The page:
Go to Archived Projects

Data-driven Intelligent Tutoring Systems

Concert

Students in colleges use multiple online tools such as the Piazza forum, Jenkins Automated Grader, the GitHub submission system, MyDigitalHand, and Moodle. Concert is a novel platform that aims to: integrate data from these online tools using data mining techniques, detect when students need help using Machine Learning methods, provide a single student interface for notifications, track student progress in real time on all these platforms. Concert will also identify students' help-seeking and collaboration behaviors and study trends on how students navigate online tools. Concert will bridge the knowledge gap and increase understanding of students' help-seeking and study behaviors as well as social interactions that affect learning outcomes.

Supported by NSF Developing Integrated Teaching Platforms to Enhance Blended Learning in STEM
Award Amount:$597,529
Start Date:10/01/20186
Award Number:1821475
Contact Information:
Ruth Akintunde rookoilu@ncsu.edu
Counting Tutor

This project will augment three existing e-learning interactive environments; more specifically, it will add data-driven techniques for the automatic generation of next-step hints and for the automatic selection of learning activities.

Supported by NSF Generalizing Data-Driven Technologies to Improve Individualized STEM Instruction by Intelligent Tutors
Award Amount:$1,999,578
Start Date:08/15/2020
Award Number:2013502
Contact Information:
Dr. Min Chi mchi@ncsu.edu
Dr. Tiffany Barnes tmbarnes@ncsu.edu
Dr. Thomas Price twprice@ncsu.edu
Deep Thought

Deep Thought is an intelligent tutor for the practice of solving deductive logic proof problems in graphical representation; displaying the proofs as logical premises, with buttons for logical rules that can be applied to selected premises and derived expressions, and a logical conclusion as the goal of the problem. We have been incrementally augmenting the Deep Thought logic tutor with data-driven methods for formative feedback and hint generation, problem selection, and worked examples to improve student learning of logic proof solving and reduce tutor dropout. Our long term goal is an intelligent tutor for logic proof construction that is fully data-driven, and can adapt to students learning logic with varying curricular requirements without the need for further expert input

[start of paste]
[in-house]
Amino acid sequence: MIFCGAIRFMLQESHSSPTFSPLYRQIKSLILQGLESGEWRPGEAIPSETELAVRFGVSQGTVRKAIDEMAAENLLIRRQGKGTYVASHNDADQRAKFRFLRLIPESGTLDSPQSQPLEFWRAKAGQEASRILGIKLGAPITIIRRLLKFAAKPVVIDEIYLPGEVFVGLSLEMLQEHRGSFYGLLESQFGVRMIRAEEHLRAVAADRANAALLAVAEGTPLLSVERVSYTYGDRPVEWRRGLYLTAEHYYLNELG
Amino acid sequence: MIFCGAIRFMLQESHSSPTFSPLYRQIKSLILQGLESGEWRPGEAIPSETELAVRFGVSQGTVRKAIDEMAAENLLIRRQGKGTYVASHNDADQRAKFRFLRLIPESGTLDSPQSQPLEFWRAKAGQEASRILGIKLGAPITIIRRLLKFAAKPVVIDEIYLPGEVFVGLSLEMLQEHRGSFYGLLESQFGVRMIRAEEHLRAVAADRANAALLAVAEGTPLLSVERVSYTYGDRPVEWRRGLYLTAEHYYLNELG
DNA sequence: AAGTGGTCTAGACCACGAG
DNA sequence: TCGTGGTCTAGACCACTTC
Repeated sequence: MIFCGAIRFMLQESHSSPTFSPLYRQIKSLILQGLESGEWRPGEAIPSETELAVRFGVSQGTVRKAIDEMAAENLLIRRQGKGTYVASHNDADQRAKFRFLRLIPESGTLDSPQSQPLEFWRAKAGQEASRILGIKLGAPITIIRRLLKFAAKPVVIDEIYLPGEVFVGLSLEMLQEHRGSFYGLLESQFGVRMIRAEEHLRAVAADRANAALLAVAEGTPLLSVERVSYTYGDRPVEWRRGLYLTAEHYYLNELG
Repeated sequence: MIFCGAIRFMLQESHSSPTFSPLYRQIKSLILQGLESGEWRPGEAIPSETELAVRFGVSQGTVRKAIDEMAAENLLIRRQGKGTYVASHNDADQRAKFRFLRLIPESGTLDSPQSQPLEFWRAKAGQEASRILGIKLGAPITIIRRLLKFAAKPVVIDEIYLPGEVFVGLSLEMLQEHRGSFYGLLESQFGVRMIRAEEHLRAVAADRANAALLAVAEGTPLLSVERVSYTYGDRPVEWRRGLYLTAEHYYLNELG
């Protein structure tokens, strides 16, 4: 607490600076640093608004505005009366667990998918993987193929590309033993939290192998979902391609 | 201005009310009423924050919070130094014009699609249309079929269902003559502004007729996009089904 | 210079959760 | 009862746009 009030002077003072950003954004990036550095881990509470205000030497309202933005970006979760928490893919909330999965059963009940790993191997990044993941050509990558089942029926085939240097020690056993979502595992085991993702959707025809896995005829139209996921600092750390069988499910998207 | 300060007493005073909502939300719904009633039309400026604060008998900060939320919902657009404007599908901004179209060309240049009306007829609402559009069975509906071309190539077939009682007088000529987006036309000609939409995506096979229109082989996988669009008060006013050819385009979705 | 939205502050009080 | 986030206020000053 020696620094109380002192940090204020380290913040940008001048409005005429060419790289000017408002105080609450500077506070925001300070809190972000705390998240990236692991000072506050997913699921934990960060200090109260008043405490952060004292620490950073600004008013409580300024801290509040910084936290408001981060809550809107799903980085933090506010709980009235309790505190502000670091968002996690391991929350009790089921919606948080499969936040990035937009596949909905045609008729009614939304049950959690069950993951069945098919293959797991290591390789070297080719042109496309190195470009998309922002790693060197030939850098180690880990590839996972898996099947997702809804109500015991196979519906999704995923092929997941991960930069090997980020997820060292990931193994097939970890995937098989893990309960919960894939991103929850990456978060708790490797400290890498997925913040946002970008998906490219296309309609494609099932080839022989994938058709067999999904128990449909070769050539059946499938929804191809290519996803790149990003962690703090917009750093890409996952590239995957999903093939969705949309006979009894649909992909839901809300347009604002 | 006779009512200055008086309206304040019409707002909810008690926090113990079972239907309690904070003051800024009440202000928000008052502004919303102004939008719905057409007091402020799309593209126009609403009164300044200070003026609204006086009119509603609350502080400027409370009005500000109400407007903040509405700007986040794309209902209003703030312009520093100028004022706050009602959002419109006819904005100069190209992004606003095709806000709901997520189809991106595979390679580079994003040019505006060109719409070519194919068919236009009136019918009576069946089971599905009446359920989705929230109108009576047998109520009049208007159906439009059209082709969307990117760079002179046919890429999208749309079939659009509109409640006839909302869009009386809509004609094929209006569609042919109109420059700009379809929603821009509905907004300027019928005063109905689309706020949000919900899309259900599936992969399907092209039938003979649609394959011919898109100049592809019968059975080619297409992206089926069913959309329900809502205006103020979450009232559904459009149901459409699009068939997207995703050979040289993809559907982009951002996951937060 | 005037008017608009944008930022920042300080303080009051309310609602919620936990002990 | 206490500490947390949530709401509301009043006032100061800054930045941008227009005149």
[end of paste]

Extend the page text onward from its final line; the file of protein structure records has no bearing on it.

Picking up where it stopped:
Try it Out
Contact Information:
Dr. Tiffany Barnes tmbarnes@ncsu.edu
Dr. Mehak Maniktala mmanikt@ncsu.edu
Integrated Data-driven Technologies for Individualized Instruction in STEM Learning Environments

This project will develop hierarchical data-driven, interpretable, and robust models that optimize human learning. Moreover, it will investigate whether integrating hierarchical data-driven agent decision-making with user-initiated decisions can help students learn to make better decisions for their learning.

Supported by NSF Integrated Data-driven Technologies for Individualized Instruction in STEM Learning Environments
Award Amount:$1,999,438
Start Date:08/15/2017
Award Number:1726550
Contact Information:
Dr. Min Chi mchi@ncsu.edu
Dr. Tiffany Barnes tmbarnes@ncsu.edu
Moodle Analytics and Dashboards

Supported by DELTA

With DELTA at NCSU, we are experimenting with Moodle Analytics and intelligent dashboards to display important information for instructors in Moodle. We hope that these data visualizations and analyses will help instructors with student interventions, leading to better student course outcomes.

Contact Information:
Rachel Harred rlharred@ncsu.edu
Nudges

This project aims to serve the national interest in high-quality STEM education by studying an intervention designed to improve persistence of women in computer science. Engaging all people in learning about STEM, particularly computer science, is important for innovation, global competitiveness, and preparation for future careers that increasingly rely on computing. Women occupy just 28% of STEM jobs and account for only 17% of computer science majors and 21% of engineering majors. These differences in career choices arise partially from gender differences in self-assessment of STEM ability. This project will test whether educational institutions can use a simple intervention to increase the persistence of women in computer science. This intervention consists of email messages to students in introductory computer science courses. The messages contain contextual information about the student’s performance in class and encouragement regarding their effort and potential.